Parents need to know throughout their children's school career whether they will be subjected to a large percentage of teaching by student teachers. It may well be good, indifferent or awful teaching, because that is the benefit of initial teacher training exercises. The students learn the practicalities of teaching and the skills which go with that. Sometimes they will fail, and sometimes they will succeed. But parents need to know that that is an on-going feature of life at the school.

The Government should accept the amendment because they should recognise that there will be a fundamental change in the schools themselves. Teachers in those schools will have another job to do. Not only will teachers have to teach ; they will have to become mentors for the students in the schools. One of the benefits of the scheme, we are told, is that good teachers pass on their skills to the students in a practical way. The good teachers may be taken out of the classroom and made student mentors, and they will be taken away from the job that they are good at. Parents need to know that that is a potential for the school if it contemplates that change. 7.45 pm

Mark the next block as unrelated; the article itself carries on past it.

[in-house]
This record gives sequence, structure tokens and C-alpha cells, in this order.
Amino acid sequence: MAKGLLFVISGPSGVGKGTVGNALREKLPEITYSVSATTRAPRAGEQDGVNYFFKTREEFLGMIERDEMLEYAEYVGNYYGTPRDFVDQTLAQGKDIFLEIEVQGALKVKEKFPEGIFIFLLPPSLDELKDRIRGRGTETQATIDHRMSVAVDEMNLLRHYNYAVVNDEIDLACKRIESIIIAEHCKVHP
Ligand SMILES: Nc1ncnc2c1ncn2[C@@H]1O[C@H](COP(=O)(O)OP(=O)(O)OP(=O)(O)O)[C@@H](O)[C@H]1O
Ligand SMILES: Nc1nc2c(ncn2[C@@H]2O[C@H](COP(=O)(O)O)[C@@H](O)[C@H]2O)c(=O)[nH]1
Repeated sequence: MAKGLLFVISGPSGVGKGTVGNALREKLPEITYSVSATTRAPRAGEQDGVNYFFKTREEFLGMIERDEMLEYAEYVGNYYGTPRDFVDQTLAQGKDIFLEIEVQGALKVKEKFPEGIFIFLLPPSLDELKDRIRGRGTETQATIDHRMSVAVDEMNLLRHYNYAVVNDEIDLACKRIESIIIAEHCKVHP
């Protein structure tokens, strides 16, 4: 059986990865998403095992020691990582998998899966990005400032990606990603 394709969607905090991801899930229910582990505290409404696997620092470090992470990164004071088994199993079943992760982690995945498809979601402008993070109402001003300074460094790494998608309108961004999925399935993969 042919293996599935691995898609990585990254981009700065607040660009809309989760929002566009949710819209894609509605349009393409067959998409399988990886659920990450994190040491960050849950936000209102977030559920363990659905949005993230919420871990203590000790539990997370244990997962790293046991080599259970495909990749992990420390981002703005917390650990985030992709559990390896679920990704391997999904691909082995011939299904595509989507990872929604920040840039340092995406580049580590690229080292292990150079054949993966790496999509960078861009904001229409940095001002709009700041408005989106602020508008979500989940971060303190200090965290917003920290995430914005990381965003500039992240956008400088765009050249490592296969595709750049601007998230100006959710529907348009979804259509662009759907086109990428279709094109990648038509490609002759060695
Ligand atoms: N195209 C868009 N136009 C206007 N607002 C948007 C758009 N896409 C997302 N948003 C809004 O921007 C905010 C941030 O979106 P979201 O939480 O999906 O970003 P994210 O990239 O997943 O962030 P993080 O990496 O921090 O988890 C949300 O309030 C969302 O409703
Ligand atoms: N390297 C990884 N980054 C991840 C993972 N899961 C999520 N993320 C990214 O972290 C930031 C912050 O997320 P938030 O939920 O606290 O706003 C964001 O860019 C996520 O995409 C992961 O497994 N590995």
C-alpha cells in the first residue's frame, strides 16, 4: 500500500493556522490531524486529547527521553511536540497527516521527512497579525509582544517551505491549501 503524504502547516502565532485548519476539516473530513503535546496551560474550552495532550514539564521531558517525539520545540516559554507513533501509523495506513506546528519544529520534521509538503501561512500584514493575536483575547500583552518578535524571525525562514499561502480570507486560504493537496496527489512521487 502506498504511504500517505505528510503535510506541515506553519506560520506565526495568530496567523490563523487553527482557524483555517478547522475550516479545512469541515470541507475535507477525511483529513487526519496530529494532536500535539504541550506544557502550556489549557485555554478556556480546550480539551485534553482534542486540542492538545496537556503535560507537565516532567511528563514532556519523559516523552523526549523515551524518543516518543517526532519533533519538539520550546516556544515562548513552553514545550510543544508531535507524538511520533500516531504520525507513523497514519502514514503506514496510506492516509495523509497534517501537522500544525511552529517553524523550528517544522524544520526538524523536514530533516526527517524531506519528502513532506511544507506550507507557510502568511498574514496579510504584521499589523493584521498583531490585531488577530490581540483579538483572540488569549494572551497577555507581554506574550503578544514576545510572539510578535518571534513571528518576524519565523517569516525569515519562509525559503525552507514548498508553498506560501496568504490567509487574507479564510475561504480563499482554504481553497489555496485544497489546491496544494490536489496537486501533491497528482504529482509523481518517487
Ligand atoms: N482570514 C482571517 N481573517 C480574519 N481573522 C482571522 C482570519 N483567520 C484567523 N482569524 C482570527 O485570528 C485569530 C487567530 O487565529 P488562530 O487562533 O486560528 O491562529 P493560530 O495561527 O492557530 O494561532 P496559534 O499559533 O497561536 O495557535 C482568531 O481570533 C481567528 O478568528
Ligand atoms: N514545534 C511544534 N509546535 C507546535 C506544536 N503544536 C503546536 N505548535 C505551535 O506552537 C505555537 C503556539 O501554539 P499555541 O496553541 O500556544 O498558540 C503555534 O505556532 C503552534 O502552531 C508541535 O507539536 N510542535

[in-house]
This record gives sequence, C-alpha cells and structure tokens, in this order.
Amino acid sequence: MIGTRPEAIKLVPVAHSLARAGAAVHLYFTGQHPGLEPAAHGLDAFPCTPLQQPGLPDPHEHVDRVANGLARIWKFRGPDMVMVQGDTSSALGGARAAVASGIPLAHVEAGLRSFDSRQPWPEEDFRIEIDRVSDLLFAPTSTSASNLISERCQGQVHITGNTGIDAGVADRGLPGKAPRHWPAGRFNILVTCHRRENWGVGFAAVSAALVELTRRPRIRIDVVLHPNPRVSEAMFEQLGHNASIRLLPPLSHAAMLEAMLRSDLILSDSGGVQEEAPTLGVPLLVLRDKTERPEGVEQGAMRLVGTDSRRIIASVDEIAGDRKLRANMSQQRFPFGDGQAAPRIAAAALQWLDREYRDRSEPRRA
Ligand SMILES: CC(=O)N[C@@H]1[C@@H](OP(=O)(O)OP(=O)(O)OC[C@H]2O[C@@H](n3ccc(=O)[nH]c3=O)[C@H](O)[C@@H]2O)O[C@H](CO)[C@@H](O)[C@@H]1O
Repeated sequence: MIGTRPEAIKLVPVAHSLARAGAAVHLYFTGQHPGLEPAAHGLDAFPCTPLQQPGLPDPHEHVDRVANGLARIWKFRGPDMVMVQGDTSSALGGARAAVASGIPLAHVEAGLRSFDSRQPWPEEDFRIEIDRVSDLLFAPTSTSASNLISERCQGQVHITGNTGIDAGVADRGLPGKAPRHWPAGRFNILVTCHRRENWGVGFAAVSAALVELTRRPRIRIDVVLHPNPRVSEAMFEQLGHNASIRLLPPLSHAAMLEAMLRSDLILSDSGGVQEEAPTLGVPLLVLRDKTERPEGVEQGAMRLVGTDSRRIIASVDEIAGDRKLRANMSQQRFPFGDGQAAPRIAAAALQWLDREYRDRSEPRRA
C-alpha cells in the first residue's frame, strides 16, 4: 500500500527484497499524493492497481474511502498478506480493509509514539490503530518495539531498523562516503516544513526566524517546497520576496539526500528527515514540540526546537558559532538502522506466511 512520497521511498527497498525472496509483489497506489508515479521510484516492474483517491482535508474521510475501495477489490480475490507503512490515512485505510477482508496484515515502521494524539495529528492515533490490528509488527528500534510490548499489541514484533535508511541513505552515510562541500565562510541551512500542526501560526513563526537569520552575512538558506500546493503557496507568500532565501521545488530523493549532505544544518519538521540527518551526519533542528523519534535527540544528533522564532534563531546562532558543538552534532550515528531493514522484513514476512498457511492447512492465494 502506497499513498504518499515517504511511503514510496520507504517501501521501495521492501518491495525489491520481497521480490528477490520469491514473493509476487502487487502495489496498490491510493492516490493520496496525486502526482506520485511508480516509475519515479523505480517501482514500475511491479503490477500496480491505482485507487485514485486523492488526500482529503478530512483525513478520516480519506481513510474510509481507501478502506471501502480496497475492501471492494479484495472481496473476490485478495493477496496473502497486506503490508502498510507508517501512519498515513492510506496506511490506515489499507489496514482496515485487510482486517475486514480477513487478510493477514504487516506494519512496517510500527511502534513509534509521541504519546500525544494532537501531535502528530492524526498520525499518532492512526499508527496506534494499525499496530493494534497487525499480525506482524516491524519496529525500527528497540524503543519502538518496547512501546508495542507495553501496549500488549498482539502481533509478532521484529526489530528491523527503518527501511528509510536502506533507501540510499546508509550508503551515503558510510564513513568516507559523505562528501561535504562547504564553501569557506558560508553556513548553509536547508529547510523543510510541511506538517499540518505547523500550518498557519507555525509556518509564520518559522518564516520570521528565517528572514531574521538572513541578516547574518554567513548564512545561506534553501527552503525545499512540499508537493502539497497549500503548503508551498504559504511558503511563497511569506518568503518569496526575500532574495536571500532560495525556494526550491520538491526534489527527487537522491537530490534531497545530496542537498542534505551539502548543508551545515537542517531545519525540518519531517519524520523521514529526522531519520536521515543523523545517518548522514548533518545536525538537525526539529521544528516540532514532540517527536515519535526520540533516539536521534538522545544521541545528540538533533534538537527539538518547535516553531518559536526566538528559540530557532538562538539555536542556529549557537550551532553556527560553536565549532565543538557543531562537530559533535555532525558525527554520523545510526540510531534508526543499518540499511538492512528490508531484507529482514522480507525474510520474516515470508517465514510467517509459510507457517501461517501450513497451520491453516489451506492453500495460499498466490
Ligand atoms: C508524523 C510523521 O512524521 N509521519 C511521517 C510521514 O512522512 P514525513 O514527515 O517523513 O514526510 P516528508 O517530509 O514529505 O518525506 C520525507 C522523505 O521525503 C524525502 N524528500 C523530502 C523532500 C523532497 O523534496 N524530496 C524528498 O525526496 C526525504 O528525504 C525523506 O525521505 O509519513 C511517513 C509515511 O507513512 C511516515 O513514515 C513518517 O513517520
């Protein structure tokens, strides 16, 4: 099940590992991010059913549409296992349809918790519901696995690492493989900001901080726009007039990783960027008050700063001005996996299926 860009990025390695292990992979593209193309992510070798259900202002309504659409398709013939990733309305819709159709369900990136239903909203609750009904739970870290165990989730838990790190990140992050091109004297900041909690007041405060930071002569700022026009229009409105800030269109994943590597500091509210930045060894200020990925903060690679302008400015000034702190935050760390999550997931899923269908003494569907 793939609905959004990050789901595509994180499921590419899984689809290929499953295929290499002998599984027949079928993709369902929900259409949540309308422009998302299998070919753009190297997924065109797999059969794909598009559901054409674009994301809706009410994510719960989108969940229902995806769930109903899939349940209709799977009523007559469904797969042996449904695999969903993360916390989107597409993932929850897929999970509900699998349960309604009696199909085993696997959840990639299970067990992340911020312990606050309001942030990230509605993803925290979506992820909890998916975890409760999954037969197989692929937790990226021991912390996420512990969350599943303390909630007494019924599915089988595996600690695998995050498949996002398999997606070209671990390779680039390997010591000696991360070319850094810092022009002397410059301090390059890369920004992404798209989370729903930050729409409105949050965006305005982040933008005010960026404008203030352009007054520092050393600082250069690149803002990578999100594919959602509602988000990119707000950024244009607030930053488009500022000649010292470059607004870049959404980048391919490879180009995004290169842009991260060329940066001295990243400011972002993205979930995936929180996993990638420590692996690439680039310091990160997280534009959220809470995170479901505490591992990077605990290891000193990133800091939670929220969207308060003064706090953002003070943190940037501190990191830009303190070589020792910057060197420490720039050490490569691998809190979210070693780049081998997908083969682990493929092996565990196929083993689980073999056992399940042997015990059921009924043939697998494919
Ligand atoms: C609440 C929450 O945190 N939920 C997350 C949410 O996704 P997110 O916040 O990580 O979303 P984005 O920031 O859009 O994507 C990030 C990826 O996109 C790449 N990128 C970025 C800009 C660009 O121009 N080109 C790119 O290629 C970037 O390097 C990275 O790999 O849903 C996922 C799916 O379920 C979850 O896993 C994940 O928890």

If I understand the process right, teachers--in addition to their teaching commitments in schools--will have to devote about 40 hours per student extra time for those students to receive the benefit of their mentors. Amendment No. 22 is absolutely essential so that parents can be told what is going on in schools. Clearly, parents have a right to know and to be informed about major changes in schools. I cannot contemplate many changes in the systems and structures of schools more major than that they become schools where initial teacher training for postgraduate students takes place. In Committee, the Minister argued that the Opposition's request would be unduly bureaucratic. The hon. Member for Rugby and Kenilworth (Mr. Pawsey) put it another way and, in a Freudian slip, said that it might be unduly democratic. We think that it was a Freudian slip--we are not sure. There may be other Freudian analyses one could place on what the hon. Gentleman said. He was probably saying the truth, but it was a subliminal intervention. [Interruption.] I shall make no mention of the parentage of